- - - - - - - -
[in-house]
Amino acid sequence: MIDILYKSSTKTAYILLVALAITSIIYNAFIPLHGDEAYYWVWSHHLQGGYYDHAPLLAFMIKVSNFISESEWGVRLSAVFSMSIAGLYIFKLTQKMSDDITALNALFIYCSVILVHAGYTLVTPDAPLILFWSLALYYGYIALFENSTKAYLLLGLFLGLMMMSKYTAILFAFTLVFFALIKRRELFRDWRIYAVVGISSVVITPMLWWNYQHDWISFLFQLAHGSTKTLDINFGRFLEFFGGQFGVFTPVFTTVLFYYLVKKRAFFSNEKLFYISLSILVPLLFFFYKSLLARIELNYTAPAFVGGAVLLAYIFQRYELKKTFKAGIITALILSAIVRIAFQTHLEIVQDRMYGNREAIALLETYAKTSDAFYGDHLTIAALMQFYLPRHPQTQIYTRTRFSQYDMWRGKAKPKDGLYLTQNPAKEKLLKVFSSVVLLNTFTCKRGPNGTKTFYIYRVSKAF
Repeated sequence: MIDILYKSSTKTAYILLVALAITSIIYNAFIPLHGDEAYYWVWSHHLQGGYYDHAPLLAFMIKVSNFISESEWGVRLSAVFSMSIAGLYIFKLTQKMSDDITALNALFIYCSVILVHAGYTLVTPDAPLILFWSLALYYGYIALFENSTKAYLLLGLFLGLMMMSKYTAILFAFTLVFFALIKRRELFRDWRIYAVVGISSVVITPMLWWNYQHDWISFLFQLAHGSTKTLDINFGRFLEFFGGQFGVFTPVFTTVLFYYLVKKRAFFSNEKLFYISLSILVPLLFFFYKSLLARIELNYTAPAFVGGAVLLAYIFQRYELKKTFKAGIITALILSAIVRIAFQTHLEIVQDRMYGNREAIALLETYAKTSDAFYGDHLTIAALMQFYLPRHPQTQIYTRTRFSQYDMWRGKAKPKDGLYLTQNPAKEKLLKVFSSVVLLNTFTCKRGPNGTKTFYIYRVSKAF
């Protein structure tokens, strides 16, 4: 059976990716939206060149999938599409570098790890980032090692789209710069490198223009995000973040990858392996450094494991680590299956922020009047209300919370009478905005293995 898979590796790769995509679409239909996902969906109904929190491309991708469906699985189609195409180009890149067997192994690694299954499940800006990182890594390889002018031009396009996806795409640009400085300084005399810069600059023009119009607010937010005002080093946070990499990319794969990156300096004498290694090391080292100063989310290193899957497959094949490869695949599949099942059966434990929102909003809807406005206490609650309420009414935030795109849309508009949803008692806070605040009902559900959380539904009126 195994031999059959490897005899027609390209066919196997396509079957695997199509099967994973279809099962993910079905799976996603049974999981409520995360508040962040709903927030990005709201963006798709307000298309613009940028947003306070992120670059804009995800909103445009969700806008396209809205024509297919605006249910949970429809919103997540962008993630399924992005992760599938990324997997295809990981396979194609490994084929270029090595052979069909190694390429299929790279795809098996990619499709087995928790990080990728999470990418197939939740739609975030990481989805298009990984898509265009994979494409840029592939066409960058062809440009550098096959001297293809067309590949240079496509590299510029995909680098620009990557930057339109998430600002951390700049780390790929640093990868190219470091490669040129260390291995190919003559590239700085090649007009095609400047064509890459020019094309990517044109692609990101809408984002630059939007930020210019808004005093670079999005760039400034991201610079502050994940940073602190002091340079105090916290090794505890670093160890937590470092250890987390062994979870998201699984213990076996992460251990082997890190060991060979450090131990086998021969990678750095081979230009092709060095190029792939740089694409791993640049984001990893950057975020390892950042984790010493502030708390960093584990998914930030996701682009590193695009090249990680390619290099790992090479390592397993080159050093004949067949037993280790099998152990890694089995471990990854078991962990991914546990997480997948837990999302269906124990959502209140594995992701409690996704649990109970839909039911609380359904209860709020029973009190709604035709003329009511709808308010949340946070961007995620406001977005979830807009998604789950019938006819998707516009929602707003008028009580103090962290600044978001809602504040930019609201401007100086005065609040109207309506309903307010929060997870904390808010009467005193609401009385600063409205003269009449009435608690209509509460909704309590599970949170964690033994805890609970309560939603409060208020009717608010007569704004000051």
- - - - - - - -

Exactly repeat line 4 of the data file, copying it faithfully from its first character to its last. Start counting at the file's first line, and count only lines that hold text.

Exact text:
């Protein structure tokens, strides 16, 4: 059976990716939206060149999938599409570098790890980032090692789209710069490198223009995000973040990858392996450094494991680590299956922020009047209300919370009478905005293995 898979590796790769995509679409239909996902969906109904929190491309991708469906699985189609195409180009890149067997192994690694299954499940800006990182890594390889002018031009396009996806795409640009400085300084005399810069600059023009119009607010937010005002080093946070990499990319794969990156300096004498290694090391080292100063989310290193899957497959094949490869695949599949099942059966434990929102909003809807406005206490609650309420009414935030795109849309508009949803008692806070605040009902559900959380539904009126 195994031999059959490897005899027609390209066919196997396509079957695997199509099967994973279809099962993910079905799976996603049974999981409520995360508040962040709903927030990005709201963006798709307000298309613009940028947003306070992120670059804009995800909103445009969700806008396209809205024509297919605006249910949970429809919103997540962008993630399924992005992760599938990324997997295809990981396979194609490994084929270029090595052979069909190694390429299929790279795809098996990619499709087995928790990080990728999470990418197939939740739609975030990481989805298009990984898509265009994979494409840029592939066409960058062809440009550098096959001297293809067309590949240079496509590299510029995909680098620009990557930057339109998430600002951390700049780390790929640093990868190219470091490669040129260390291995190919003559590239700085090649007009095609400047064509890459020019094309990517044109692609990101809408984002630059939007930020210019808004005093670079999005760039400034991201610079502050994940940073602190002091340079105090916290090794505890670093160890937590470092250890987390062994979870998201699984213990076996992460251990082997890190060991060979450090131990086998021969990678750095081979230009092709060095190029792939740089694409791993640049984001990893950057975020390892950042984790010493502030708390960093584990998914930030996701682009590193695009090249990680390619290099790992090479390592397993080159050093004949067949037993280790099998152990890694089995471990990854078991962990991914546990997480997948837990999302269906124990959502209140594995992701409690996704649990109970839909039911609380359904209860709020029973009190709604035709003329009511709808308010949340946070961007995620406001977005979830807009998604789950019938006819998707516009929602707003008028009580103090962290600044978001809602504040930019609201401007100086005065609040109207309506309903307010929060997870904390808010009467005193609401009385600063409205003269009449009435608690209509509460909704309590599970949170964690033994805890609970309560939603409060208020009717608010007569704004000051």